The multitude of readings in Chicago's lit scene range from the traditional—at libraries and commercial venues—to improvised events at hole-in-the-wall bars and grungy basements. But only one occasion joins all the disparate literary sects of Chicago: The Printer's Ball.
The month-long itinerant reading series culminated on July 20, with more than 90 lit organizations distributing their wares at the free, all-ages bonanza at Zhou B. Art Center. The man responsible for bringing together the gritty, the professional and the academic is Fred Sasaki, Assistant Editor at Poetry Magazine. This year, Sasaki also recruited Sarah Dodson, who edits the biannual magazine MAKE: A Chicago Literary Magazine. I met Sasaki and Dodson at Danny's Readings Series, one of the many series participating in Printer's Ball.
What is the history of the Printer's Ball, and what do you attribute to its popularity?
Fred: The whole thing started as literally an idea. I was just an editor and got to talking with two friends [who also edited the magazine] and I think we were looking at some old photos of parties of the Poetry past. One photo in particular that we all loved from a Poetry event was TS Elliot in a tuxedo looking very pleased and half asleep. And we were thinking how great it would be to participate in a literary culture and to have a party for people like us…I went to the editor of Poetry, Christian Wiman, with the two other editors who I talked about, with the idea of putting together this party with other literary magazines in the city. He said, "Sure, make it happen." So we had support from the Foundation from the start and kind of had free reign to make it happen…the community thought it was such a neat thing and they were saying that they've wanted something like this to happen for so long. All together we made it happen, and that's the beauty of the whole thing: It's the participants that drive it.
It built up in a way that surprised everyone. At the first Printer's Ball [at the HotHouse in 2005] we were expecting a conservative estimate of 300. I was hoping for 500, and then there were like 1,000 people, and we knew this was something that needed to be developed. It's been growing every year. New magazines have been popping up all over and we've drawing in all these different reading series.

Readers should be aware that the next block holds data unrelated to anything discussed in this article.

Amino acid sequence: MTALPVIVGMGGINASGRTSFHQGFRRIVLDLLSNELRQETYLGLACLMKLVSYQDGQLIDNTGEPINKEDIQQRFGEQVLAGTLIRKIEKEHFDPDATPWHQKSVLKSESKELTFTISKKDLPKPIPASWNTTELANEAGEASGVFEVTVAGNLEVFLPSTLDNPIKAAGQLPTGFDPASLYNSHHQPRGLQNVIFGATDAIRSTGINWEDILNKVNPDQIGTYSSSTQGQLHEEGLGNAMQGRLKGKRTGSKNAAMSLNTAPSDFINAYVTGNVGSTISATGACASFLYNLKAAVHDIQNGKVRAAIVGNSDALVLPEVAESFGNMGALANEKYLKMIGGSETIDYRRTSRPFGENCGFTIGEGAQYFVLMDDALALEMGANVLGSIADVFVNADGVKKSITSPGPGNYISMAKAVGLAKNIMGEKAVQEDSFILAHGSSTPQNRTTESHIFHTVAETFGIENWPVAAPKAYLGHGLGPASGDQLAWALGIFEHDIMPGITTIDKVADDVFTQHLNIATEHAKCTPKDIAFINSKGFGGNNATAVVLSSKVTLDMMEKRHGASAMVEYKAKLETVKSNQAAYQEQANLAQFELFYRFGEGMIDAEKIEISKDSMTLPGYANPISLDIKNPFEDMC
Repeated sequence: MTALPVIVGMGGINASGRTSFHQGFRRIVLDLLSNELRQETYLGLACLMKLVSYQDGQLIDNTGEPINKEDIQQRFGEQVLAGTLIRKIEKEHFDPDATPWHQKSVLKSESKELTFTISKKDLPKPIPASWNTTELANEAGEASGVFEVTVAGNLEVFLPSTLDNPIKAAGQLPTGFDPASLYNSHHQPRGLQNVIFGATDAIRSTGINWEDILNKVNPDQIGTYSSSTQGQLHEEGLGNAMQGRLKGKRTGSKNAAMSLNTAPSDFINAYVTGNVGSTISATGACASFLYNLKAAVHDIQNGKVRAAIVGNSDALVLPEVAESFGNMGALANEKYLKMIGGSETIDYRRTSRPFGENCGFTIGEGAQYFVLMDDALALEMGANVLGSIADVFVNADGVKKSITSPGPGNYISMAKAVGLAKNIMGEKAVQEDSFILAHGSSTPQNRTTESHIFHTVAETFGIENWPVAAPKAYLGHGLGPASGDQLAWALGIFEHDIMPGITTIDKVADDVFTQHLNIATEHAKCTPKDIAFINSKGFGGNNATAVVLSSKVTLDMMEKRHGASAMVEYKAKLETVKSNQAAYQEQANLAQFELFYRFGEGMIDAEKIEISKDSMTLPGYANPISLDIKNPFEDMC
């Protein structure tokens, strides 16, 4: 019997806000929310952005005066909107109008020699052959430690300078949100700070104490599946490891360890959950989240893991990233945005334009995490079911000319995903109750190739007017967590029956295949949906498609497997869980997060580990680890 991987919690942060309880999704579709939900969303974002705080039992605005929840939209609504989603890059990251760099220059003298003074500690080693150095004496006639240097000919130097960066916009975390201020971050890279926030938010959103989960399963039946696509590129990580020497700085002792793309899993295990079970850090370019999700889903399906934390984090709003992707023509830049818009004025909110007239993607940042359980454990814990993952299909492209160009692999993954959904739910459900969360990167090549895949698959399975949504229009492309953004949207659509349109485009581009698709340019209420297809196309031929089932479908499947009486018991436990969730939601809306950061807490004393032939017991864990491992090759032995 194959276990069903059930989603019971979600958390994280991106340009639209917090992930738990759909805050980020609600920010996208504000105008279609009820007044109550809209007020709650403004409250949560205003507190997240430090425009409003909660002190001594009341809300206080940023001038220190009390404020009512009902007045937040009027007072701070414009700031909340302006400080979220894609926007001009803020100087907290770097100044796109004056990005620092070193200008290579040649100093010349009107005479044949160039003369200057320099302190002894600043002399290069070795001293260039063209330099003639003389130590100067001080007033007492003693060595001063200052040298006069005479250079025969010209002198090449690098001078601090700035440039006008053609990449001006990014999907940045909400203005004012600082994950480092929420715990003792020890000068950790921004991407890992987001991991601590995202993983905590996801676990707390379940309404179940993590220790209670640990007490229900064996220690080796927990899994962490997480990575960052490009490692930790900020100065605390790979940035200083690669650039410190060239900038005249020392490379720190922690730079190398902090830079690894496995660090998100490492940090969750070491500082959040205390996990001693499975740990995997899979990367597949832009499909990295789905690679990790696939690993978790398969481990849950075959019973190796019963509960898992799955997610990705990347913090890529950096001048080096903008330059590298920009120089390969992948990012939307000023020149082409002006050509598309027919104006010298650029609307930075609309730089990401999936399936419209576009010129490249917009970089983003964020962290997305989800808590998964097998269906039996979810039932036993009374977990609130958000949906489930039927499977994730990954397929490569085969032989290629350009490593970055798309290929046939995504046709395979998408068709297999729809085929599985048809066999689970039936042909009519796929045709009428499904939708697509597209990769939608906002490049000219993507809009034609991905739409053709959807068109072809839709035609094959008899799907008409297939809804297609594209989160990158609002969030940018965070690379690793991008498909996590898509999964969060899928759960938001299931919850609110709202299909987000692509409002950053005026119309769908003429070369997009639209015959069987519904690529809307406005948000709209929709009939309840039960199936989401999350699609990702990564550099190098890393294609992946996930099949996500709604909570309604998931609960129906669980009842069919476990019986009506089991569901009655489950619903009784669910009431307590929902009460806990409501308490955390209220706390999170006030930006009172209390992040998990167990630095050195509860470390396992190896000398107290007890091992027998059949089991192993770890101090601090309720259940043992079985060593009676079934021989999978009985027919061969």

How do you get funding for the ball?
Fred: We've been lucky in that venues like the project and want to take it on. The Poetry Foundation sponsors [it], but really the whole thing happens because everyone wants to cooperate and contribute. Everyone is giving away magazines; people are giving away thousands of dollars of product…Chicagoland Underground Library is helping support some magazines that can't afford to give any of their stuff away.
What are your favorite literary hangouts?
Sarah: Danny's—this is a good place in general.
Fred: The Hideout. They're one of the places that are so accommodating and generous to literary ventures. They're such a happy, nice place that embraces the community and makes it possible for people to have successful events there. The California Clipper has been wonderful to the Guild Complex, among other organizations, not to mention [it's] one of the most beautiful bars in the city. [The people of] Zhou B. Arts Center are unbelievable to be able to facilitate this kind of project. They've worked closely with a lot of other literary endeavors.
What is your opinion of the Chicago lit scene?
Fred: There's so much going on that's it impossible to say one thing about everything. There's so many generous and creative people who are willing to embrace new projects and open to new ideas.
Sarah: When I was working at a bar, a lot of the people I would talk to, who I wouldn't see at readings, were very supportive and knowledgeable of Chicago authors and wanting to put Chicago on the page. One thing about Chicago is people don't discount readings or performances. They're curious, and they'll go.
Sarah: We're in production of issue #5 of MAKE, "City in Biography." It will knock your socks off. There will be a release party with readings from contributors and music at the end of August. We'll also be taking a September road trip with Featherproof books to Omaha for the Downtown Lit Fest.
Fred: With Poetry we're working on a reading tour with McSweeney's to celebrate their new publishing efforts. We're also launching a theater initiative bridging the theater and poetry communities at Links Hall from November 16-18 with Valerie Jean Johnson.
For more information, visit http://www.printersball.org/